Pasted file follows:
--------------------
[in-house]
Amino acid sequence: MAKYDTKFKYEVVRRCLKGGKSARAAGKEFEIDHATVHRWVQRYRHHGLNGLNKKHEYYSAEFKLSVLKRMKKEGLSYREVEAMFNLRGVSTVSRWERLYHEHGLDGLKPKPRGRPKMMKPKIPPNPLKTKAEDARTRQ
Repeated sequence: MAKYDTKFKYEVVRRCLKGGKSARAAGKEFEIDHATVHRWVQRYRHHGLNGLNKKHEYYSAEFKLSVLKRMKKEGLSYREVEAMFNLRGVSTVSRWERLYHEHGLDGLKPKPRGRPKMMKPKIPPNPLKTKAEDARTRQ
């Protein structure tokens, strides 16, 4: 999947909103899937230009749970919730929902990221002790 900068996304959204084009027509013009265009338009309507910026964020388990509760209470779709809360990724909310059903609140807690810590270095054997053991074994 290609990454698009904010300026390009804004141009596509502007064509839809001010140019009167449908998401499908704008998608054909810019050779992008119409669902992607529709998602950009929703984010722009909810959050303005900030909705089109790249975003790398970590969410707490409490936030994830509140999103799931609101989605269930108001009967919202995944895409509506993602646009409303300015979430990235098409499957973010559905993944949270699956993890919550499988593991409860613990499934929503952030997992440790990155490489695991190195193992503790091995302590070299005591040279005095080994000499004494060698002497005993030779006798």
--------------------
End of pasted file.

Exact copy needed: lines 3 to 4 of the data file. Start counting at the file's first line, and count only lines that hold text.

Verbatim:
Repeated sequence: MAKYDTKFKYEVVRRCLKGGKSARAAGKEFEIDHATVHRWVQRYRHHGLNGLNKKHEYYSAEFKLSVLKRMKKEGLSYREVEAMFNLRGVSTVSRWERLYHEHGLDGLKPKPRGRPKMMKPKIPPNPLKTKAEDARTRQ
């Protein structure tokens, strides 16, 4: 999947909103899937230009749970919730929902990221002790 900068996304959204084009027509013009265009338009309507910026964020388990509760209470779709809360990724909310059903609140807690810590270095054997053991074994 290609990454698009904010300026390009804004141009596509502007064509839809001010140019009167449908998401499908704008998608054909810019050779992008119409669902992607529709998602950009929703984010722009909810959050303005900030909705089109790249975003790398970590969410707490409490936030994830509140999103799931609101989605269930108001009967919202995944895409509506993602646009409303300015979430990235098409499957973010559905993944949270699956993890919550499988593991409860613990499934929503952030997992440790990155490489695991190195193992503790091995302590070299005591040279005095080994000499004494060698002497005993030779006798």